WASHINGTON — Kurt Chew-Een Lee, a retired Marine Corps major who received the Navy Cross during the Korean War for his lone, head-on charge into hostile fire to force enemy troops to reveal their positions, an action that saved thousands of American lives, was found dead March 3 at his home in Washington. He was 88.

A niece and family spokeswoman, Lynn Yokoe, confirmed the death but did not know the cause.

The son of Chinese immigrants, Lee was said to have been one of the first officers of Asian ancestry in the Marine Corps.

As a first lieutenant and platoon leader in 1950, he earned the Navy Cross and the Silver Star, two of the military’s highest combat decorations for valor, in a 36-day period that included some of the fiercest and highest-casualty fighting of the Korean War.

In September of that year, U.S. forces had landed at Inchon in South Korea, forcing North Korean troops back north near the Chinese border. Chinese forces then crossed into Korea and joined in the fighting.

Lee, leading a machine-gun platoon in the far north of the Korean peninsula, often advanced to within hearing distance of the enemy forces, shouting to them in Mandarin Chinese to sow confusion.

He received the Navy Cross for action on the night of Nov. 2-3, when his unit was outnumbered and under heavy attack. He had instructed his men to shoot at the muzzle flashes from enemy weapons. According to the citation on the award, he “bravely moved up an enemy-held slope in a deliberate attempt to draw fire and thereby disclose hostile troop positions.”

Wounded in the knee and elbow during the firefight, Lee was evacuated to an Army field hospital, where he learned a few days later that he was about to be sent to Japan to recuperate.

With a sergeant and a commandeered jeep, but without authorization, he left the hospital and returned to combat.

In operations between Nov. 27 and Dec. 8, “although sick and in a weakened condition from previous combat wounds . . . he led his unit across trackless frozen wastes of rocky mountain ridges” near North Korea’s Chosin Reservoir to help rescue a beleaguered Marine company, according to the Silver Star citation.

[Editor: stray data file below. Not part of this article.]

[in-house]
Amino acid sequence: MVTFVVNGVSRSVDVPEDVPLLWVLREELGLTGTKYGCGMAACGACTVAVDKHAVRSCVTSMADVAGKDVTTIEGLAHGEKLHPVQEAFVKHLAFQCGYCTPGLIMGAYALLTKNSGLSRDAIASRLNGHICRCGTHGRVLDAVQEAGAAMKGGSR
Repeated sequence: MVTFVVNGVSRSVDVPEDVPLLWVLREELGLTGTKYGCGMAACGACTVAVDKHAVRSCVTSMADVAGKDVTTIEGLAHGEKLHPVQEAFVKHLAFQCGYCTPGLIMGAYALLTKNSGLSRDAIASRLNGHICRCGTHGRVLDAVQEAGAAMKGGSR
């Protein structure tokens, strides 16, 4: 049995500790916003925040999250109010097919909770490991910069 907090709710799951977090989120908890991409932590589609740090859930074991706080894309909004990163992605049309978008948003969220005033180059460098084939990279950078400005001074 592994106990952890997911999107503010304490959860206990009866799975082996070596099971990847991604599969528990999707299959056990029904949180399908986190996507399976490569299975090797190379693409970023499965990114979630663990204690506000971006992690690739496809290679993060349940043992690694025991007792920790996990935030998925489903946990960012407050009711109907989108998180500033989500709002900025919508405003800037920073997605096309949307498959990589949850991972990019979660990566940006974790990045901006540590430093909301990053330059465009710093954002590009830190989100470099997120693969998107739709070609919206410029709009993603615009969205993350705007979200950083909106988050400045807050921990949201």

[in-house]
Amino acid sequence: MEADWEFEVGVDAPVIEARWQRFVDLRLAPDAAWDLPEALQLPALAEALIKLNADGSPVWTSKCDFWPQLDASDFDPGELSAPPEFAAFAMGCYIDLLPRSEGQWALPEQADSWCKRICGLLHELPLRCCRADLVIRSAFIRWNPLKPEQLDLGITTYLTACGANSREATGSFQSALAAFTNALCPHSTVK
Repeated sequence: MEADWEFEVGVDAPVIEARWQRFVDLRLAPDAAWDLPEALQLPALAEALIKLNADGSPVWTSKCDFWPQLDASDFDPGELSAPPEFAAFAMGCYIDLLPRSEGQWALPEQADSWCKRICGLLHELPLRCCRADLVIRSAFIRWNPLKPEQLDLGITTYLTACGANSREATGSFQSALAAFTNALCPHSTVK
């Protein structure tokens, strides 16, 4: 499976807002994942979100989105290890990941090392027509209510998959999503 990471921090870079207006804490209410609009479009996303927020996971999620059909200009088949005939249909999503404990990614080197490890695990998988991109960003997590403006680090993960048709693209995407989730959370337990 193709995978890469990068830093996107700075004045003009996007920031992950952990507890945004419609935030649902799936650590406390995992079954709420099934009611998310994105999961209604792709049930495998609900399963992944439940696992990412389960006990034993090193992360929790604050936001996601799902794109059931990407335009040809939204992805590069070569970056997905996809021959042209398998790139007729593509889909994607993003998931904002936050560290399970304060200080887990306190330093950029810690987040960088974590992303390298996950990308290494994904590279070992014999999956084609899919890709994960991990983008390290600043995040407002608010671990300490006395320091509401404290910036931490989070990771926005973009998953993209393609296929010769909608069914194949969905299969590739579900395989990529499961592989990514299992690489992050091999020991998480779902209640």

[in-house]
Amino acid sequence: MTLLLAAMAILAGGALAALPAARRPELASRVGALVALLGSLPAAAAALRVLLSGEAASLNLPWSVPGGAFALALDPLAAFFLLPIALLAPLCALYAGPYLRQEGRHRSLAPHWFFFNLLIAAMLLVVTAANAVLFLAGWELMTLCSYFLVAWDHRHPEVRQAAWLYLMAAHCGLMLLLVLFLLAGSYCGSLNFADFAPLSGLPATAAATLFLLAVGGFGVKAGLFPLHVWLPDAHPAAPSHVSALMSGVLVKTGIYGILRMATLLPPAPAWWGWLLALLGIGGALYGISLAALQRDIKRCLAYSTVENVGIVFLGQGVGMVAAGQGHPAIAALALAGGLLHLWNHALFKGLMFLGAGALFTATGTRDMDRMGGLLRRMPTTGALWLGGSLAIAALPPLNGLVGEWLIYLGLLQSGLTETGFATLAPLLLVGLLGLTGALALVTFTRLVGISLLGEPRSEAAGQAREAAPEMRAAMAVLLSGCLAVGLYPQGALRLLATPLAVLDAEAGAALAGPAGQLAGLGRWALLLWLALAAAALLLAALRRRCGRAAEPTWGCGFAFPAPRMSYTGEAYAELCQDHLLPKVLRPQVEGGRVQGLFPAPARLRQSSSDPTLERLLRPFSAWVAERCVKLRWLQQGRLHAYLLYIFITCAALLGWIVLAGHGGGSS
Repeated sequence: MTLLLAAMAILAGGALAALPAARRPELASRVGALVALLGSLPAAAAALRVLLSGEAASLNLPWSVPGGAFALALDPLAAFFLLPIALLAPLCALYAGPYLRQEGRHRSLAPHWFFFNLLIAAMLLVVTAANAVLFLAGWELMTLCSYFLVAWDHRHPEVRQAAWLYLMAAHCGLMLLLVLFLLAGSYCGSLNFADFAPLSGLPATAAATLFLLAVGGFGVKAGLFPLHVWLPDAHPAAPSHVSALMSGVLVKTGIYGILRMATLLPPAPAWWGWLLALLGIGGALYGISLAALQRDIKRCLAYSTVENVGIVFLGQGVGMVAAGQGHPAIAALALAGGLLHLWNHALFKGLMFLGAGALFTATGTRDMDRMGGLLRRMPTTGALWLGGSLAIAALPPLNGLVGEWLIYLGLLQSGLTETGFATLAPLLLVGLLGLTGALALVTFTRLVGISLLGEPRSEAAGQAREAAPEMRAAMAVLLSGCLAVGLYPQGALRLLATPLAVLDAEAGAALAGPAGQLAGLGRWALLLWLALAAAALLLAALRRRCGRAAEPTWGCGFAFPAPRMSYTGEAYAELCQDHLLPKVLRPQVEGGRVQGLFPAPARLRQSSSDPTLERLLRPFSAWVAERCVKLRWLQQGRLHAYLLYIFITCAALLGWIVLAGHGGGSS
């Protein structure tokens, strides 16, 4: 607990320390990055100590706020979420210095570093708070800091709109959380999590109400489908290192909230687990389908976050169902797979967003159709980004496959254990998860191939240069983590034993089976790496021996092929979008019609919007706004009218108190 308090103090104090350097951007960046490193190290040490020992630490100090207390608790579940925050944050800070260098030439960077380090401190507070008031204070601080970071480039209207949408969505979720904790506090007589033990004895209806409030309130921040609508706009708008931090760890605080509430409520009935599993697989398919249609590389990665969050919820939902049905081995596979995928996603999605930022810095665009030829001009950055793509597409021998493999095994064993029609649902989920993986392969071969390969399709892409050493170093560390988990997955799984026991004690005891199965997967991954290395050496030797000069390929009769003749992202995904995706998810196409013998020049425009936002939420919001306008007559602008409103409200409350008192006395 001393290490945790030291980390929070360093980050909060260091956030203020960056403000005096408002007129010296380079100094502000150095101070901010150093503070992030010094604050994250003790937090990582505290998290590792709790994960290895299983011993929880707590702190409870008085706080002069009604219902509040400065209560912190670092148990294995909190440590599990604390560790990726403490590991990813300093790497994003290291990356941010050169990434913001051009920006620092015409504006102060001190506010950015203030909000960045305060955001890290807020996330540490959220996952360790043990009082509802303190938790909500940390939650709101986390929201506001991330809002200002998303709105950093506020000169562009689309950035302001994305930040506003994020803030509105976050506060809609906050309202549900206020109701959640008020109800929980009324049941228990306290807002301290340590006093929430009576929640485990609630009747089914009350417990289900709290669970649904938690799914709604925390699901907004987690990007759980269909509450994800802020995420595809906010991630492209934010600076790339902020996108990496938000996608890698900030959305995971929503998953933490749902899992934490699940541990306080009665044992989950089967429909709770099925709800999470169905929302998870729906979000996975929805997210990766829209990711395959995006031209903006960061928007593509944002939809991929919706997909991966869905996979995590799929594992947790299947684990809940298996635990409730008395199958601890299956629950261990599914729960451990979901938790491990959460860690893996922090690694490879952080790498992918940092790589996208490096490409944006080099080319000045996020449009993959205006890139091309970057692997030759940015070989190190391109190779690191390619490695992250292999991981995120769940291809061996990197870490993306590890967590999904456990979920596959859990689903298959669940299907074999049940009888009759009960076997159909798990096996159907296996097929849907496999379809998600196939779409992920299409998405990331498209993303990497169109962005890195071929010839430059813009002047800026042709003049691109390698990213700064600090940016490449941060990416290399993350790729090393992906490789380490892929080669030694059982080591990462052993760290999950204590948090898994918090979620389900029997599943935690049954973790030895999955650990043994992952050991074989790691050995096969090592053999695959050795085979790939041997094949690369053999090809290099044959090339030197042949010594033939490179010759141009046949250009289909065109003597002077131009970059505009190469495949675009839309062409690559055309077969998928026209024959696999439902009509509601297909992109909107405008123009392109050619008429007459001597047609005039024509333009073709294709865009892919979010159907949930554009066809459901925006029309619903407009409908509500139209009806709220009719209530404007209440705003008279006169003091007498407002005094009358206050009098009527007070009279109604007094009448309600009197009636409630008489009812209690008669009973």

This and other operations helped thousands of outnumbered U.S. troops make their way to safety, escaping death or capture. But on Dec. 8, Lee was hit with a burst of enemy machine-gun fire, ending his combat service in Korea.

Almost 60 year later, in an interview with The Washington Post, Lee would reminisce, “Certainly, I was never afraid. … Perhaps the Chinese are all fatalists. I never expected to survive the war. So I was adamant that my death be honorable, be spectacular.”

He was interviewed on the occasion of a Memorial Day 2010 broadcast of a television documentary on the Smithsonian Channel, “Uncommon Courage: Breakout at Chosin,” in which he was a primary subject.

Chew-Een Lee was born Jan. 21, 1926, in San Francisco, the eldest son of a Chinese immigrant who made a living as a distributor of fresh fruits and vegetables. He acquired the nickname “Kurt” in high school and later took legal steps to make it part of his name.

In 1944, he joined the Marine Corps, hoping to participate in combat. But he was sent to Japanese language school instead.

After the war he became a commissioned officer. Nevertheless, there were periods when he was mocked for his Chinese ethnicity, becoming the butt of jokes about a Chinese laundryman and the subject of questions about whether he would take up arms against his ethnic countrymen.

On the troopship carrying Marines to Korea he insisted on drilling his men on deck each day, undergoing derision from other platoon leaders who thought such measures unnecessary and foolish.

Marine Corps duty after Korea included service as an intelligence officer during the war in Vietnam and an assignment as an instructor in platoon tactics.

He retired from the Marine Corps in 1968, worked for seven years as a trainee supervisor for New York Life, the insurance company, then in 1975 came to Washington where for two decades he was coordinator of regulatory compliance with the National Rural Electric Cooperative.

His first wife, Linda Rivera, predeceased him. His second marriage, to Helga Lee, ended in divorce. Survivors include three sisters and a brother.